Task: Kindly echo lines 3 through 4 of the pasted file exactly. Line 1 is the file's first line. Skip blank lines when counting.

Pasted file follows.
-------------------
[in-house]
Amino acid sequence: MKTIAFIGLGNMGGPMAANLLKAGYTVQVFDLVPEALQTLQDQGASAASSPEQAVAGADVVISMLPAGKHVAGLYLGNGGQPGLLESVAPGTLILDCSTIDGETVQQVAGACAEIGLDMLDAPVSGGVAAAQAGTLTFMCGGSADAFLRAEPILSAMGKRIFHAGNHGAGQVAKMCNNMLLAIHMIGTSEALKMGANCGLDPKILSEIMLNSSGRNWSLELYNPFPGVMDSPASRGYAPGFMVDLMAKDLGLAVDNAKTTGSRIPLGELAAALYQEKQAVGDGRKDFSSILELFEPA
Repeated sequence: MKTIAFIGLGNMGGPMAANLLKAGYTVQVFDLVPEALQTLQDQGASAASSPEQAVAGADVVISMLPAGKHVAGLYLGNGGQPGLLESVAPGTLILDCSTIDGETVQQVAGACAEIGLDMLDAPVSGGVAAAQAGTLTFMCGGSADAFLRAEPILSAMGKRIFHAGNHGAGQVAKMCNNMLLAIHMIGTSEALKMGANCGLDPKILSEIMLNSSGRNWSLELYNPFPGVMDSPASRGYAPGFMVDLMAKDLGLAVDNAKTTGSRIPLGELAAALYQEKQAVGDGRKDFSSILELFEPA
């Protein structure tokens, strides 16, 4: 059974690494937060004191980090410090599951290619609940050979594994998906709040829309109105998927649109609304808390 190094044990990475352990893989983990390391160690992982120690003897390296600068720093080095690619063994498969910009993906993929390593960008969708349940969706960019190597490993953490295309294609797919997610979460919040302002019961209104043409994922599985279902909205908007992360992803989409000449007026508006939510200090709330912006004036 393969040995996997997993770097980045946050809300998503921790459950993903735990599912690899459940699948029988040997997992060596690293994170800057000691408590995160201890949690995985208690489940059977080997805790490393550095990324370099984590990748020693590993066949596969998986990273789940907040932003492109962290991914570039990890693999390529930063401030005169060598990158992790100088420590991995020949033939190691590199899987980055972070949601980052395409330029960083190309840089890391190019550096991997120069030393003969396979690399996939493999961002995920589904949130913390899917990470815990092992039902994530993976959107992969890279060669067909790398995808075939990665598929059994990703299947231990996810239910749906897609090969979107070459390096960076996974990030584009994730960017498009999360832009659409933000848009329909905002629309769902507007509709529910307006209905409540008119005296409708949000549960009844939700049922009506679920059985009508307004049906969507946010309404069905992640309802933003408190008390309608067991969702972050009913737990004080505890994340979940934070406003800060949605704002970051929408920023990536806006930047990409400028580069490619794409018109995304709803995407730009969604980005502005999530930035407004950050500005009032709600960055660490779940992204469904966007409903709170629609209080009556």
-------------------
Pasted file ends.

Repeated sequence: MKTIAFIGLGNMGGPMAANLLKAGYTVQVFDLVPEALQTLQDQGASAASSPEQAVAGADVVISMLPAGKHVAGLYLGNGGQPGLLESVAPGTLILDCSTIDGETVQQVAGACAEIGLDMLDAPVSGGVAAAQAGTLTFMCGGSADAFLRAEPILSAMGKRIFHAGNHGAGQVAKMCNNMLLAIHMIGTSEALKMGANCGLDPKILSEIMLNSSGRNWSLELYNPFPGVMDSPASRGYAPGFMVDLMAKDLGLAVDNAKTTGSRIPLGELAAALYQEKQAVGDGRKDFSSILELFEPA
């Protein structure tokens, strides 16, 4: 059974690494937060004191980090410090599951290619609940050979594994998906709040829309109105998927649109609304808390 190094044990990475352990893989983990390391160690992982120690003897390296600068720093080095690619063994498969910009993906993929390593960008969708349940969706960019190597490993953490295309294609797919997610979460919040302002019961209104043409994922599985279902909205908007992360992803989409000449007026508006939510200090709330912006004036 393969040995996997997993770097980045946050809300998503921790459950993903735990599912690899459940699948029988040997997992060596690293994170800057000691408590995160201890949690995985208690489940059977080997805790490393550095990324370099984590990748020693590993066949596969998986990273789940907040932003492109962290991914570039990890693999390529930063401030005169060598990158992790100088420590991995020949033939190691590199899987980055972070949601980052395409330029960083190309840089890391190019550096991997120069030393003969396979690399996939493999961002995920589904949130913390899917990470815990092992039902994530993976959107992969890279060669067909790398995808075939990665598929059994990703299947231990996810239910749906897609090969979107070459390096960076996974990030584009994730960017498009999360832009659409933000848009329909905002629309769902507007509709529910307006209905409540008119005296409708949000549960009844939700049922009506679920059985009508307004049906969507946010309404069905992640309802933003408190008390309608067991969702972050009913737990004080505890994340979940934070406003800060949605704002970051929408920023990536806006930047990409400028580069490619794409018109995304709803995407730009969604980005502005999530930035407004950050500005009032709600960055660490779940992204469904966007409903709170629609209080009556």